According to John Infante, simply holding up the product shouldn’t warrant a one-year suspension and as is fairly common knowledge, as long as Kerdiles bought his own dinner, being out with those folks wouldn’t be a violation.
However, Andy Johnson of Bucky’s 5th Quarter, who has been doing incredible work on this situation, documented more instances of employees and agents of Pulver Sports promoting Kerdiles, another no-no from the NCAA.
Is Kerdiles supposed to be aware of some of the compliance issues that his advisor and his staff could be violating? Probably, but not as much as the advisor who has represented plenty of college players in the past. Ignorance would be an unacceptable defense from Pulver.
Pulver Sports lists accountability as one of the fundamental principles on which the agency is built. It appears that could come in handy right about now. He has to be well versed in the rules that dictate his relationship with Kerdiles.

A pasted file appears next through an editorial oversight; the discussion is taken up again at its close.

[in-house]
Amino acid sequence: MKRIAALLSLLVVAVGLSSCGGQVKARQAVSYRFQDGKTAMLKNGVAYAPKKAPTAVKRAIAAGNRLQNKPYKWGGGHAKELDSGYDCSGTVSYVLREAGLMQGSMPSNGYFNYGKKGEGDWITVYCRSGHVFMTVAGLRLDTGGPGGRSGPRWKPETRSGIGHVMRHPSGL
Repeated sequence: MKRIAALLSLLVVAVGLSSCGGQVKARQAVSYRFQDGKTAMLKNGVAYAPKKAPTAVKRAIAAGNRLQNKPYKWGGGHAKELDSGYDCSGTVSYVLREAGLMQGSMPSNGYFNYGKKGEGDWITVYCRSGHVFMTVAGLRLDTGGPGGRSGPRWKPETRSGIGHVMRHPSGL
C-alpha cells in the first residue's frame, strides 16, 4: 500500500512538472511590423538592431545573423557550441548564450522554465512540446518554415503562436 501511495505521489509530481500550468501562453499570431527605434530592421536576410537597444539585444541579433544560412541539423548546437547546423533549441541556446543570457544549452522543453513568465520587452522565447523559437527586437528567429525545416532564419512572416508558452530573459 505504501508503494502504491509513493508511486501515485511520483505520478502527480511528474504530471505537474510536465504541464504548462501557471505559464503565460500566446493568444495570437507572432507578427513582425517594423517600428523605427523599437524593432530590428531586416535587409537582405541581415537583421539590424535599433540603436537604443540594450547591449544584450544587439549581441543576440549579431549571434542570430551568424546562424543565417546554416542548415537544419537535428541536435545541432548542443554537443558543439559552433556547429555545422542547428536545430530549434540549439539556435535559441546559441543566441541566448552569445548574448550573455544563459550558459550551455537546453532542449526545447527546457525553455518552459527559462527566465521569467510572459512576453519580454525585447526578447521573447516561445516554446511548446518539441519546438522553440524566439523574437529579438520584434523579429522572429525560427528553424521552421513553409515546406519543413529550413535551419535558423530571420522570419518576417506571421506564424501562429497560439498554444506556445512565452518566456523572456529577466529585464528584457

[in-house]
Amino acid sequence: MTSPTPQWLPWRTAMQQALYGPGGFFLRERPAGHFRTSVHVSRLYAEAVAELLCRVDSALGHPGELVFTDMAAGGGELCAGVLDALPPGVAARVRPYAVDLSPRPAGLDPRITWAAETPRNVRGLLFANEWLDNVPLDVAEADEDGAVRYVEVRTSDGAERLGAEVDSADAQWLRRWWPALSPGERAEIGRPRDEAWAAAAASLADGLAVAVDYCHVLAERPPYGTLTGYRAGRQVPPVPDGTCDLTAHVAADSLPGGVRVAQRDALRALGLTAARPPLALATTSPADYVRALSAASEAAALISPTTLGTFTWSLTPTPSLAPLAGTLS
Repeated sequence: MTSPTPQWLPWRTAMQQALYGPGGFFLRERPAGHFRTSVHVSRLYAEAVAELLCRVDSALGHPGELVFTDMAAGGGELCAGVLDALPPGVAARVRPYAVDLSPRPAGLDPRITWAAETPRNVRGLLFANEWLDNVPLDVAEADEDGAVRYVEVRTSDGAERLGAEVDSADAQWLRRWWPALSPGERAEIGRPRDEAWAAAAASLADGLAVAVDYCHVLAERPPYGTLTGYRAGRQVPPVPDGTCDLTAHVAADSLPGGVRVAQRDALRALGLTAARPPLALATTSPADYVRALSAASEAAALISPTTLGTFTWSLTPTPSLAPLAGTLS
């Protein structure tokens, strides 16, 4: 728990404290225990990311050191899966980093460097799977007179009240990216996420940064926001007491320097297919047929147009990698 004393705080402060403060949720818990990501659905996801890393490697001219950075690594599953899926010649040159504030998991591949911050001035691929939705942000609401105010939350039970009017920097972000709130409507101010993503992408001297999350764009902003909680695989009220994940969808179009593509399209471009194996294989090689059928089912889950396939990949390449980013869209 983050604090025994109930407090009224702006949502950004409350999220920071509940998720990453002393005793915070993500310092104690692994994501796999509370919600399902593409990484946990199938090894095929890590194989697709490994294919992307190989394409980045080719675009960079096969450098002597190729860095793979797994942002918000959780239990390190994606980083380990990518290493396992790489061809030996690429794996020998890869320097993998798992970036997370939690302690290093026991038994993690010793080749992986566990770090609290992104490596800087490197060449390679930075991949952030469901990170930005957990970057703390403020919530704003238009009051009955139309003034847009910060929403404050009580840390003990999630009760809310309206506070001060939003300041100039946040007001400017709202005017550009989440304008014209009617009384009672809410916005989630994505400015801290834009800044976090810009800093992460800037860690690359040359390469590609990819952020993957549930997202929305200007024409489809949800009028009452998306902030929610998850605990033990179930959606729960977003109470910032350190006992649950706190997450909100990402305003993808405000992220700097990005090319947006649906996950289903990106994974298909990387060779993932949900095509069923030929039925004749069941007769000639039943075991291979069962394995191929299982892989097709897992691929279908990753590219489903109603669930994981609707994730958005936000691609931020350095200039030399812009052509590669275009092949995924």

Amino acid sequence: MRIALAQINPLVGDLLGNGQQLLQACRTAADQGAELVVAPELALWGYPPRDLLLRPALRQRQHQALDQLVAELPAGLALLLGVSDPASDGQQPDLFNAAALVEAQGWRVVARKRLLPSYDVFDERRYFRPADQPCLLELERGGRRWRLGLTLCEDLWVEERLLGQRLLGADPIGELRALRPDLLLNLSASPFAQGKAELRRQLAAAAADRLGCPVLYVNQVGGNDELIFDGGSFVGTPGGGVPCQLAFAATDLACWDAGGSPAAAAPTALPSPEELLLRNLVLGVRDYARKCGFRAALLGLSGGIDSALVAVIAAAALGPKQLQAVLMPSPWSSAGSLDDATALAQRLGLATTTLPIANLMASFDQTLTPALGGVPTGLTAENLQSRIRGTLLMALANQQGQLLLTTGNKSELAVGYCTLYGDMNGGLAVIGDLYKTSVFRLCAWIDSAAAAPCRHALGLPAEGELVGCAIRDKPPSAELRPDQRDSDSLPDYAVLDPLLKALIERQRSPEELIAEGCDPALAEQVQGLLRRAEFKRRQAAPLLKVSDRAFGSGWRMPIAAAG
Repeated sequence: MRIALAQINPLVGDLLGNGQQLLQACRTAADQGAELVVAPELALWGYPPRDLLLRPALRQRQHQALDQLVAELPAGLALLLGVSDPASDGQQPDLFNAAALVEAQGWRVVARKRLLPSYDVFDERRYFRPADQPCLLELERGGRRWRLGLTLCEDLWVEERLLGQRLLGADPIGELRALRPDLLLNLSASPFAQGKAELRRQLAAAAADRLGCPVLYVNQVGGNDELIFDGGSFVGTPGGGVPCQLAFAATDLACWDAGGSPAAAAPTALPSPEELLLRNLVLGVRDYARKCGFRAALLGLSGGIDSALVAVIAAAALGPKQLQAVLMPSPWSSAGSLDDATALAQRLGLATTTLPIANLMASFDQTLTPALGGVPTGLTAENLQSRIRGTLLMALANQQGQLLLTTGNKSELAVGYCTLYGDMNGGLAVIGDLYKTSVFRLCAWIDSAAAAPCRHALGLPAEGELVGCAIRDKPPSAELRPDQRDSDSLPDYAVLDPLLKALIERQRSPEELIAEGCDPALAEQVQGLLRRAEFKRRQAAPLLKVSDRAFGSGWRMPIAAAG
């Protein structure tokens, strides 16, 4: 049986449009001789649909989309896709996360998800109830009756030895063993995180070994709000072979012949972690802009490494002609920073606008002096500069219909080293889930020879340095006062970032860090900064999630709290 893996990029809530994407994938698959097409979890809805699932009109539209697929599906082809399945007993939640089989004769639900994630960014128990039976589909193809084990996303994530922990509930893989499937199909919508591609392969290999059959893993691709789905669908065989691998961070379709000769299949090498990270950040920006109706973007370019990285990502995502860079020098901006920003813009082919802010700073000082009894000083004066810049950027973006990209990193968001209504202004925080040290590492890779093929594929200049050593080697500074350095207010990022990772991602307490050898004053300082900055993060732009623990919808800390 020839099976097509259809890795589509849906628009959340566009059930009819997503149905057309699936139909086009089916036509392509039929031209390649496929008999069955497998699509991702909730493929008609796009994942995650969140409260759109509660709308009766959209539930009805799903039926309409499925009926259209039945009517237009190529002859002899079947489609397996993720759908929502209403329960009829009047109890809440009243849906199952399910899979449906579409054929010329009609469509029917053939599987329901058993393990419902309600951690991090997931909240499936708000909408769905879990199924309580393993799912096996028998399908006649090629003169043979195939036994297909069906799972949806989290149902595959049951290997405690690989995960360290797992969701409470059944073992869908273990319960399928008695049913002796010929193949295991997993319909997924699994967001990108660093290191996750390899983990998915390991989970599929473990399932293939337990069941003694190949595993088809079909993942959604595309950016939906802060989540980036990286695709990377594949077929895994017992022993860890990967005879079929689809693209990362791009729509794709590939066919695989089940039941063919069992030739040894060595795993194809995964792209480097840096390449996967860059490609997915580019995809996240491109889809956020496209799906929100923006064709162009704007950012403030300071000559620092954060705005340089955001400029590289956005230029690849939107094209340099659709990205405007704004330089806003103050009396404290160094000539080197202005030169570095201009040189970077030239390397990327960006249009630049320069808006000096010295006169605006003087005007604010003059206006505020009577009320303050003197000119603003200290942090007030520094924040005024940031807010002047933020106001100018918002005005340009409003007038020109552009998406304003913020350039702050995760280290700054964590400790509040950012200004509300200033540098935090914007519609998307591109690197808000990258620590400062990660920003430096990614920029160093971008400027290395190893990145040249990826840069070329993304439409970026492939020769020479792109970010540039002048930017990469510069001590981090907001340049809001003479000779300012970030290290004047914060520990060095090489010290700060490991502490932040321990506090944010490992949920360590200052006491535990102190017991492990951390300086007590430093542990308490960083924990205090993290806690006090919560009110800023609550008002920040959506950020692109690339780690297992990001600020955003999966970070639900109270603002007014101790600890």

The NCAA is always an easy target for criticism, but based on what we know, Nic Kerdiles could be playing hockey right now if the person charged with guiding him on the right path to the NHL hadn’t possibly derailed him with nothing more than a little carelessness.
As shared by Johnson regarding the NCAA guidelines for advisors:
- Young athletes, who I will refer to as prospective student-athletes (PSAs), are not permitted to have agents who market their hockey skills or negotiate with professional teams on their behalf. The definition of a professional team includes major junior teams (NCAA bylaw 220.127.116.11.4).
- PSAs may not have written or oral agreements with agents. This includes agreements for future representation.
- Family members of PSAs are not permitted to have written or oral agreements with agents.
- PSAs are not permitted to accept benefits from agents, such as money, meals, clothing, hockey equipment, or other things of value.
- PSAs and their families are permitted to have advisors to offer guidance and advice, so long as that advisor does not market his or her client’s hockey skills or negotiate with professional teams on behalf of the client.